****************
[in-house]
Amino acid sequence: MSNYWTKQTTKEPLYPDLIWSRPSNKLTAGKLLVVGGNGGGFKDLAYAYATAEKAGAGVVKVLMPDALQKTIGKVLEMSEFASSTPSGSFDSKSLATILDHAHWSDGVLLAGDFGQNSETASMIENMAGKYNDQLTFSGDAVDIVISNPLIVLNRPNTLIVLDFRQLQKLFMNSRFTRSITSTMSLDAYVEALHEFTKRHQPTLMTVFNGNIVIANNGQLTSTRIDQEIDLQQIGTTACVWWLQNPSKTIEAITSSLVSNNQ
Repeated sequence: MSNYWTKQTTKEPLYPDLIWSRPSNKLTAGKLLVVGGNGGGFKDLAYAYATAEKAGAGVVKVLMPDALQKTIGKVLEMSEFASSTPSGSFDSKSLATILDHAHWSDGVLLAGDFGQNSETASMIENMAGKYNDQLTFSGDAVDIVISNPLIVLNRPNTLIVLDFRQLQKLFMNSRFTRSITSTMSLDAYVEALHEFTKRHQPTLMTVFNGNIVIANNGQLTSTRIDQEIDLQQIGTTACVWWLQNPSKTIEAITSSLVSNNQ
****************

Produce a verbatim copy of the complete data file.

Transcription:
[in-house]
Amino acid sequence: MSNYWTKQTTKEPLYPDLIWSRPSNKLTAGKLLVVGGNGGGFKDLAYAYATAEKAGAGVVKVLMPDALQKTIGKVLEMSEFASSTPSGSFDSKSLATILDHAHWSDGVLLAGDFGQNSETASMIENMAGKYNDQLTFSGDAVDIVISNPLIVLNRPNTLIVLDFRQLQKLFMNSRFTRSITSTMSLDAYVEALHEFTKRHQPTLMTVFNGNIVIANNGQLTSTRIDQEIDLQQIGTTACVWWLQNPSKTIEAITSSLVSNNQ
Repeated sequence: MSNYWTKQTTKEPLYPDLIWSRPSNKLTAGKLLVVGGNGGGFKDLAYAYATAEKAGAGVVKVLMPDALQKTIGKVLEMSEFASSTPSGSFDSKSLATILDHAHWSDGVLLAGDFGQNSETASMIENMAGKYNDQLTFSGDAVDIVISNPLIVLNRPNTLIVLDFRQLQKLFMNSRFTRSITSTMSLDAYVEALHEFTKRHQPTLMTVFNGNIVIANNGQLTSTRIDQEIDLQQIGTTACVWWLQNPSKTIEAITSSLVSNNQ